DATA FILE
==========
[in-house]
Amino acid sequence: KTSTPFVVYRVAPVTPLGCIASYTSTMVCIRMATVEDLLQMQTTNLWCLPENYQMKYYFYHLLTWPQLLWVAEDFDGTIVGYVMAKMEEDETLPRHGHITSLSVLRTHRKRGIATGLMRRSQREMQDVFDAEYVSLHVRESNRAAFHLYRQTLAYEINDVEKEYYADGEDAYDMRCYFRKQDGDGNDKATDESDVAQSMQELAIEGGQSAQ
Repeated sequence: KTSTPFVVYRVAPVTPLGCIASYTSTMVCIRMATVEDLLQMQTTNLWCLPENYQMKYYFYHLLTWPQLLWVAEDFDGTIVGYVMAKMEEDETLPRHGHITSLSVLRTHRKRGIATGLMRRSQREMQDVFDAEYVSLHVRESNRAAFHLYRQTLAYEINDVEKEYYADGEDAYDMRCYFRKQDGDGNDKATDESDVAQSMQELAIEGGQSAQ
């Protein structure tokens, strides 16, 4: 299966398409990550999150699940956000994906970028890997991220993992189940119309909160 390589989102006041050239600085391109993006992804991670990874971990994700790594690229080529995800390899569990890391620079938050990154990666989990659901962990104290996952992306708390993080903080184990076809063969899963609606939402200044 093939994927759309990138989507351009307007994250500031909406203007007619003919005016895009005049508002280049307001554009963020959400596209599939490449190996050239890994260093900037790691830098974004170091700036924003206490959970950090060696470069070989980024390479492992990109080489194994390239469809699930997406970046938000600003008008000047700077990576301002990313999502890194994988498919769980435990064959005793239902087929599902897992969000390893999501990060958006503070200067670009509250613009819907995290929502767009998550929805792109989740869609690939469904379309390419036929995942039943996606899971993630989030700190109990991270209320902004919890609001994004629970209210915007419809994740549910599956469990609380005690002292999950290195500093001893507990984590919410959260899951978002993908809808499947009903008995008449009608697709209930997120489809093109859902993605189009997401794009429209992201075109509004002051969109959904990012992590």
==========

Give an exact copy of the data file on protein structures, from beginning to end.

[in-house]
Amino acid sequence: KTSTPFVVYRVAPVTPLGCIASYTSTMVCIRMATVEDLLQMQTTNLWCLPENYQMKYYFYHLLTWPQLLWVAEDFDGTIVGYVMAKMEEDETLPRHGHITSLSVLRTHRKRGIATGLMRRSQREMQDVFDAEYVSLHVRESNRAAFHLYRQTLAYEINDVEKEYYADGEDAYDMRCYFRKQDGDGNDKATDESDVAQSMQELAIEGGQSAQ
Repeated sequence: KTSTPFVVYRVAPVTPLGCIASYTSTMVCIRMATVEDLLQMQTTNLWCLPENYQMKYYFYHLLTWPQLLWVAEDFDGTIVGYVMAKMEEDETLPRHGHITSLSVLRTHRKRGIATGLMRRSQREMQDVFDAEYVSLHVRESNRAAFHLYRQTLAYEINDVEKEYYADGEDAYDMRCYFRKQDGDGNDKATDESDVAQSMQELAIEGGQSAQ
């Protein structure tokens, strides 16, 4: 299966398409990550999150699940956000994906970028890997991220993992189940119309909160 390589989102006041050239600085391109993006992804991670990874971990994700790594690229080529995800390899569990890391620079938050990154990666989990659901962990104290996952992306708390993080903080184990076809063969899963609606939402200044 093939994927759309990138989507351009307007994250500031909406203007007619003919005016895009005049508002280049307001554009963020959400596209599939490449190996050239890994260093900037790691830098974004170091700036924003206490959970950090060696470069070989980024390479492992990109080489194994390239469809699930997406970046938000600003008008000047700077990576301002990313999502890194994988498919769980435990064959005793239902087929599902897992969000390893999501990060958006503070200067670009509250613009819907995290929502767009998550929805792109989740869609690939469904379309390419036929995942039943996606899971993630989030700190109990991270209320902004919890609001994004629970209210915007419809994740549910599956469990609380005690002292999950290195500093001893507990984590919410959260899951978002993908809808499947009903008995008449009608697709209930997120489809093109859902993605189009997401794009429209992201075109509004002051969109959904990012992590």